Tasmania Part 7: History

“Have you noticed any Aboriginal place names yet?” asked Matt, two days into our Tasmania trip. “In Victoria and New South Wales you get colonial names but also some Aboriginal names too. Down here it’s like everything has been renamed and reimagined.”

It really did feel like how I imagine rural England to be. It was cold, there were orchards and European-green fields, the colonial architecture has been well preserved. It was extremely hard to imagine that anyone other than European settlers had ever lived there, so successfully had the indigneous community been displaced.

The sense of European history was heavy and permeated everything. It was beautiful. But also a little bit creepy.

This is the last installment of pictures from the trip. Thanks for patiently waiting for me share them all!

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Franklin statue and pretty planes

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Convict-built Richmond Bridge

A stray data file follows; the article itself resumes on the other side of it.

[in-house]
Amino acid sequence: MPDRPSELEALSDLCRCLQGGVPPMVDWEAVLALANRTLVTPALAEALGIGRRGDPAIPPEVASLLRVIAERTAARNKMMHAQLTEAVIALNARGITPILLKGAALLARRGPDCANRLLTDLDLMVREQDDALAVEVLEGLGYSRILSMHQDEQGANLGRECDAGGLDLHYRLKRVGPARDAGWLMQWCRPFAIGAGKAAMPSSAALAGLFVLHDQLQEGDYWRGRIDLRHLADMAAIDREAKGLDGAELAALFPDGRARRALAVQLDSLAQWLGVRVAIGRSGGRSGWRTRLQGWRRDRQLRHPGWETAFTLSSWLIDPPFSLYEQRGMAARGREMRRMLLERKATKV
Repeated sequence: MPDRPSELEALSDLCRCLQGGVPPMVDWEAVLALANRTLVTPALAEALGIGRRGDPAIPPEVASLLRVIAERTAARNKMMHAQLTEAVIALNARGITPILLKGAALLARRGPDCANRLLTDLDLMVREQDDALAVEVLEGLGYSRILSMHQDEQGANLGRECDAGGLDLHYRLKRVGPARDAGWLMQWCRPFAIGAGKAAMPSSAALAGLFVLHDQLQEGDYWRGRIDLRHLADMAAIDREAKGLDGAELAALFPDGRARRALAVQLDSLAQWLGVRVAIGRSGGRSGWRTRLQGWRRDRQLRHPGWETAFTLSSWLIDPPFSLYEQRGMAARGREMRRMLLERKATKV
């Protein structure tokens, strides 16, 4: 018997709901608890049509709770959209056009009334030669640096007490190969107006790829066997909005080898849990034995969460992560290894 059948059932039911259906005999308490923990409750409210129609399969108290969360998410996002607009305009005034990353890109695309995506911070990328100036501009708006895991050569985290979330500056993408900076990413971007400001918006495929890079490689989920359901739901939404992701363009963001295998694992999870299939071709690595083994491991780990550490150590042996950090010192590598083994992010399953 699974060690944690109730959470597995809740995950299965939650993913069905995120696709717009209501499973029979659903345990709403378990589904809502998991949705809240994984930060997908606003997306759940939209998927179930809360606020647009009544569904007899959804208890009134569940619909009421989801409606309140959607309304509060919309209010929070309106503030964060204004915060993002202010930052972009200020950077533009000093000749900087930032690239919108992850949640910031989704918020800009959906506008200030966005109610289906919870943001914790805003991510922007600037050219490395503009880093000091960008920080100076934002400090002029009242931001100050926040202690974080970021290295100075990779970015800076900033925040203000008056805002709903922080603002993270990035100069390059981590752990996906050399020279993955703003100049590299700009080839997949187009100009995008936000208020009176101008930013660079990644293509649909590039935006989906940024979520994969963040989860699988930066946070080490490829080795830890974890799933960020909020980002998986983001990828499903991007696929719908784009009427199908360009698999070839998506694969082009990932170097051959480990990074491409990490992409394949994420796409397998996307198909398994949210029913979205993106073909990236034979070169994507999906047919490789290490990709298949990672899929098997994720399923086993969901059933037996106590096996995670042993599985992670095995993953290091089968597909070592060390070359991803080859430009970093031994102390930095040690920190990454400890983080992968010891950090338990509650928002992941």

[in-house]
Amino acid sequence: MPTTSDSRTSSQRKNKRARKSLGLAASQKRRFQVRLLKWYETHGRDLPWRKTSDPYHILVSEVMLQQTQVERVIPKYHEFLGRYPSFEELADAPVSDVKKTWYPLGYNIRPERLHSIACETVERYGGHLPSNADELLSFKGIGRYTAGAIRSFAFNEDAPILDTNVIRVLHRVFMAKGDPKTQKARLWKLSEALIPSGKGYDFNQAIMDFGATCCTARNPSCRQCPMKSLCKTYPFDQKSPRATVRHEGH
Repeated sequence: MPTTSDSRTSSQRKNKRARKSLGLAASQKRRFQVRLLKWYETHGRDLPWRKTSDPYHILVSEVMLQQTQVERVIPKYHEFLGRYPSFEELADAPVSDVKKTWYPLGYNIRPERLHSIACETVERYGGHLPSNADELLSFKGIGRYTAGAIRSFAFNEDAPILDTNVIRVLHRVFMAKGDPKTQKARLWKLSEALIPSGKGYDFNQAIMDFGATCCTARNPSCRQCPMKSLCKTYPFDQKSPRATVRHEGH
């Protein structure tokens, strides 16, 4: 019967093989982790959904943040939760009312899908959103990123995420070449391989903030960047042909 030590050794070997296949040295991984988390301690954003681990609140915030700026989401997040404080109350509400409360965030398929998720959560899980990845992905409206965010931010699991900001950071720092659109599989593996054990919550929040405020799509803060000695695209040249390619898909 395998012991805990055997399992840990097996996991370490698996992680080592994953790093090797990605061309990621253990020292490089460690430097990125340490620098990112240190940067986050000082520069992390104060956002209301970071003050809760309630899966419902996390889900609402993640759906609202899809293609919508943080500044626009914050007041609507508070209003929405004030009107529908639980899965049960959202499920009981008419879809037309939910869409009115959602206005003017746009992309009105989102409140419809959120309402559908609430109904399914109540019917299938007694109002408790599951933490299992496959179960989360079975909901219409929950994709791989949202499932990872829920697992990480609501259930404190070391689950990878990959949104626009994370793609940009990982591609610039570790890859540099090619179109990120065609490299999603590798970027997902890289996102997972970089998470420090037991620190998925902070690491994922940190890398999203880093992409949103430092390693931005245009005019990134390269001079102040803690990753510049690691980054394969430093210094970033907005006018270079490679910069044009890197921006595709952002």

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In Richmond cemetery

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“Jesus called a little child to him…”

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Disused train line

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Port Arthur – the first Tasmanian settlement.
It was Australia’s first prison for all those convicts who reoffended after arriving.

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Port Arthur chimneys

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Warming my hands at the governer’s fireplace

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Rosellas in the penitentiary

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Port Arthur fort

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Military quarters

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Exploring the homes

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I love the colour of the bricks here

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Penitentiary ruins

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Walking to the hospital

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Memorial for the 1996 Port Arthur massacre.
I think it was Australia’s worst shooting, it led to a consolidaion of Australia’s very strict gun laws.
Today I don’t know any Australian outside of the army or police force who owns a gun.

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